During the whole of that Friday night, not one announcement was made to that effect. Oh, of course, they never actually said that he would be playing, either. We were just rather led to assume that. Because, you know, who would pay £27.50 for a DJ, an act that we hadn’t come to see (who was already in the venue anyway), no seats, no food, and the chance to buy the only alcohol left on sale for miles around?

As to how much money Prince himself will be earning from lending his name to this rather costly ongoing lottery (the following night, he joined his support act Nikka Costa on stage for just one number), one can only speculate.

Over on the main fan forum, the hardcore faithful had little sympathy for our collective plight. These aftershow no-shows are commonplace, apparently. It’s all part of being a Prince fan, apparently. God, didn’t we know that? This was an aftershow party, a chance for like-minded souls to hang out together and discuss the tour. If there was no atmosphere, that was our fault for not making an effort. In fact, it was probably our fault that Prince had decided not to play. Not enough dancing, everybody squashed in front of the stage, how uncouth! All those drunks, slumped on the floor, how disrespectful! How could he be expected to face that?

And, for heavens sakes, hadn’t we read the posting on Prince’s official site? (Posted on Monday July 30th, well after we had bought our tickets, but that’s by the by.)

After each gig in London, walk over 2 the indigO2 (which will be renamed 3121 of course) 4 the official aftershow parties. This will be the white hot place 2 hang 4 those still in need of some serious grooves. Prince and the band are not guaranteed 2 per4m, but as we all know with these cats – xpect the unexpected.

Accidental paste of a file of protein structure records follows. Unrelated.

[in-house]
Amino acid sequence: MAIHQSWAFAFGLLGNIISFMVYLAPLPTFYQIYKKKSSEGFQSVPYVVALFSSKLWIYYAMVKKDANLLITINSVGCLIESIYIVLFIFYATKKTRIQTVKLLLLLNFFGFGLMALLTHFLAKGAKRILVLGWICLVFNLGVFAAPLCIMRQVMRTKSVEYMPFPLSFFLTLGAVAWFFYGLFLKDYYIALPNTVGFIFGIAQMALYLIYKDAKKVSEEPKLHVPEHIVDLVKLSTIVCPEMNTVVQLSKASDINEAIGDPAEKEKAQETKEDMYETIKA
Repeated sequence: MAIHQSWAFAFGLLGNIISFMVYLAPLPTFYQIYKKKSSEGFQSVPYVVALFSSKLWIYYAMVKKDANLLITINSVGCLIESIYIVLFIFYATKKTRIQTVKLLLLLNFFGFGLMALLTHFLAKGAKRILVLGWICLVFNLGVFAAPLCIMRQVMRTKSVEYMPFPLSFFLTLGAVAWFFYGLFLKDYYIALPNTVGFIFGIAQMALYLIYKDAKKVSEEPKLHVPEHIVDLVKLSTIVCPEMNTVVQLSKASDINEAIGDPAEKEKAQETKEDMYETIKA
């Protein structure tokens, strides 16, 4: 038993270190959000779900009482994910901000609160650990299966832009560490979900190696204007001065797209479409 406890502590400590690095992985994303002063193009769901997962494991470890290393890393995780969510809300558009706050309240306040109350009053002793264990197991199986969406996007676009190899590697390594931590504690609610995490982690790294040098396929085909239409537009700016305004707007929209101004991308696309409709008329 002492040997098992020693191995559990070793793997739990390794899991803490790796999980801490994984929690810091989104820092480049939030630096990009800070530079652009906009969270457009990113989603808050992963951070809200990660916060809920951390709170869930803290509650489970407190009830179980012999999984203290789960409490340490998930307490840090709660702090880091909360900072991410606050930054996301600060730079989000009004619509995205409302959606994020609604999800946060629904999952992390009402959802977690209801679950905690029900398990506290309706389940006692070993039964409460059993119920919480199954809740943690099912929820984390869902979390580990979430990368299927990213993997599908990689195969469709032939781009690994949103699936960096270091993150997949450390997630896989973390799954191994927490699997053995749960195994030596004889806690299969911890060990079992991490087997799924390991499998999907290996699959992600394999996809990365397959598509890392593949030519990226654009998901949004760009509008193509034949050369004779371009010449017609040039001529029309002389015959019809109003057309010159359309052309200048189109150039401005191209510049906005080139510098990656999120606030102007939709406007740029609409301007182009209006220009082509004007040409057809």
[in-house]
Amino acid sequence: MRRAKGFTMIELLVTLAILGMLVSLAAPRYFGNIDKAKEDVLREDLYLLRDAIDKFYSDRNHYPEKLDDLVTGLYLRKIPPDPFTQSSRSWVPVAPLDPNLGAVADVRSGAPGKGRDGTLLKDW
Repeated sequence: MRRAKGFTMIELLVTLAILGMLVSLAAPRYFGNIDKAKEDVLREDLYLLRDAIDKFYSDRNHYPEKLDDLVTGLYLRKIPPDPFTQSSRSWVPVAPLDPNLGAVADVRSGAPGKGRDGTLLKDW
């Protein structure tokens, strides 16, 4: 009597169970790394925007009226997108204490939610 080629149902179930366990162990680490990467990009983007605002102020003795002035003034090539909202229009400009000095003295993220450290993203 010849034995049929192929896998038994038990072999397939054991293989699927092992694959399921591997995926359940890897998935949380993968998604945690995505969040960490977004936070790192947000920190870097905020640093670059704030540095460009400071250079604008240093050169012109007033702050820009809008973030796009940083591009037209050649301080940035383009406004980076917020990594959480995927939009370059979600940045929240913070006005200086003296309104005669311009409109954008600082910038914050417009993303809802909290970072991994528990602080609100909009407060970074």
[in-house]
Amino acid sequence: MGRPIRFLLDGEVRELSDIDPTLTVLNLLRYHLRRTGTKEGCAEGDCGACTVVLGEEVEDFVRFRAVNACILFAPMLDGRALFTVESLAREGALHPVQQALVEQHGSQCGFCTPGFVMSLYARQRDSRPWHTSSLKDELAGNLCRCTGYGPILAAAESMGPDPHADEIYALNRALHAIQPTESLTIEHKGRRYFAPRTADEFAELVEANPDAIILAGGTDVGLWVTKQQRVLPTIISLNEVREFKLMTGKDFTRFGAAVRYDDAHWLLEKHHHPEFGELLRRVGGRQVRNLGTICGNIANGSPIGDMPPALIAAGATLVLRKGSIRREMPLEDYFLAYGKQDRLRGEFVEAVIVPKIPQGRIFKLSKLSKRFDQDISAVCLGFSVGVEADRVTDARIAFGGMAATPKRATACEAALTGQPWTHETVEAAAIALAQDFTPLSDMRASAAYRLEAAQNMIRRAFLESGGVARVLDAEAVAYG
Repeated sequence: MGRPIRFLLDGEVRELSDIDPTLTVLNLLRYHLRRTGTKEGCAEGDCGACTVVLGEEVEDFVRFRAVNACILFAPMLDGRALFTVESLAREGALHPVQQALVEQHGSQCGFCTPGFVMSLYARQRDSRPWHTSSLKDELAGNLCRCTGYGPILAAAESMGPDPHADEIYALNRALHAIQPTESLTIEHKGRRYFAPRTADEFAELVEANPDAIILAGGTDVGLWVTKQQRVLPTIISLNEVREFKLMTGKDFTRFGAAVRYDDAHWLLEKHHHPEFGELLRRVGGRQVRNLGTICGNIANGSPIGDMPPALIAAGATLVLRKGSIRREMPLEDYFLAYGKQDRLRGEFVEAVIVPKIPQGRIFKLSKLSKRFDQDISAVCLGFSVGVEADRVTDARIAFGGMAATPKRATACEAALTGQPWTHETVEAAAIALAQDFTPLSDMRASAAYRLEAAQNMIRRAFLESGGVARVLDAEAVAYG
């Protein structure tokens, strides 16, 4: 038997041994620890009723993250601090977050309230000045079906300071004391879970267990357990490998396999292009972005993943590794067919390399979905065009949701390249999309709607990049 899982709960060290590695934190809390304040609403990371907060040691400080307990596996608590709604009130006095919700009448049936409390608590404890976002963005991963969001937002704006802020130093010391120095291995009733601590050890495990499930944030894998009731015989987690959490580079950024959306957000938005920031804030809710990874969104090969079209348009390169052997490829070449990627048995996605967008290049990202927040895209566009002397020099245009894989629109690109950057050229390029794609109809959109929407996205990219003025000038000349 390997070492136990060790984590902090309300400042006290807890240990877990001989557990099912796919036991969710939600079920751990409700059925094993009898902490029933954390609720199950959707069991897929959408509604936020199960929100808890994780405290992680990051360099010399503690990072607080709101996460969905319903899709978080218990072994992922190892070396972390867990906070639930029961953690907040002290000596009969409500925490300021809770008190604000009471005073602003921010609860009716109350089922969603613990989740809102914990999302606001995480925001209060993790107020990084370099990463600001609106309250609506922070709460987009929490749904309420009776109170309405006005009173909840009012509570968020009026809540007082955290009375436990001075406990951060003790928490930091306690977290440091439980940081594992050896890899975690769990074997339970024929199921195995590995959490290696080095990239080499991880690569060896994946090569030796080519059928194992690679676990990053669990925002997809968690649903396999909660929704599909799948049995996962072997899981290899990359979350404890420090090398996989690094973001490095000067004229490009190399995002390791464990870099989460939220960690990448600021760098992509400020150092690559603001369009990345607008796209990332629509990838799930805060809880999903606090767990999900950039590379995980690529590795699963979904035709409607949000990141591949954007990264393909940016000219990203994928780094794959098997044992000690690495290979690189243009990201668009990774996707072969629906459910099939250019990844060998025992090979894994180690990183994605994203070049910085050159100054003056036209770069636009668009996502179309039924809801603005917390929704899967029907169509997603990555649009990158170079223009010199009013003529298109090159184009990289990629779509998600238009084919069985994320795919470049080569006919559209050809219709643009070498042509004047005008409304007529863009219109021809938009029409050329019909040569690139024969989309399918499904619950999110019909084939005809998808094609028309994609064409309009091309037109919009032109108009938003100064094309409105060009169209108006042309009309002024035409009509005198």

Oh, it was unexpected, all right. Can’t fault ’em on that one.

Over an hour into our homeward journey, at Toddington services on the M1, the four of us finally found somewhere that served food. Desultorily chowing down on my egg mayonnaise roll and smoothie (£6.48, plus a free apology from the cashier at the ruinous expense), a few yards away from the heap of prostrate bodies on the floor of the amusement arcade, I wondered whether, at that time of the morning, there was any more desolate place to be found in the British Isles. Cheers for that, Prince. Cheers for that, O2.

My final waking thought, as my head hit the pillow at 7:00 am: I am too old for this shit.

I mean to say. A well respected and much admired, nay loved, figure of immense cultural influence, who earned his reputation years ago but who has been coasting ever since, now well past his peak, teasing his remaining supporters with half-shows and no-shows, and arrogantly assuming that they will put up with whatever shit he deigns to throw at them? Whoever heard of such a thing?